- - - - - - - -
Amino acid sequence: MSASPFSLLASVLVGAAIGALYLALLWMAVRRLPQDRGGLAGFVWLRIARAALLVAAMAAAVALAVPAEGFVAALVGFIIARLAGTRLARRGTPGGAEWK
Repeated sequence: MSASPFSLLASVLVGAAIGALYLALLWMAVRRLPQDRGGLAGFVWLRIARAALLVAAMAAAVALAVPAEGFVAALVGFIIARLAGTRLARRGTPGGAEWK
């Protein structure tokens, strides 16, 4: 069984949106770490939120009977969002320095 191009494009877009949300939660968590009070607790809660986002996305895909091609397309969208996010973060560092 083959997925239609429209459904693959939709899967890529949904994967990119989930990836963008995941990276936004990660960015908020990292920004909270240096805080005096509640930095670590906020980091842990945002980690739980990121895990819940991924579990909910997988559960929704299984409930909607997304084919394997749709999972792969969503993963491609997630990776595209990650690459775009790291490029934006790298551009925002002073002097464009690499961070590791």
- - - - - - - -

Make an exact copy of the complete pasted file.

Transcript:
Amino acid sequence: MSASPFSLLASVLVGAAIGALYLALLWMAVRRLPQDRGGLAGFVWLRIARAALLVAAMAAAVALAVPAEGFVAALVGFIIARLAGTRLARRGTPGGAEWK
Repeated sequence: MSASPFSLLASVLVGAAIGALYLALLWMAVRRLPQDRGGLAGFVWLRIARAALLVAAMAAAVALAVPAEGFVAALVGFIIARLAGTRLARRGTPGGAEWK
């Protein structure tokens, strides 16, 4: 069984949106770490939120009977969002320095 191009494009877009949300939660968590009070607790809660986002996305895909091609397309969208996010973060560092 083959997925239609429209459904693959939709899967890529949904994967990119989930990836963008995941990276936004990660960015908020990292920004909270240096805080005096509640930095670590906020980091842990945002980690739980990121895990819940991924579990909910997988559960929704299984409930909607997304084919394997749709999972792969969503993963491609997630990776595209990650690459775009790291490029934006790298551009925002002073002097464009690499961070590791």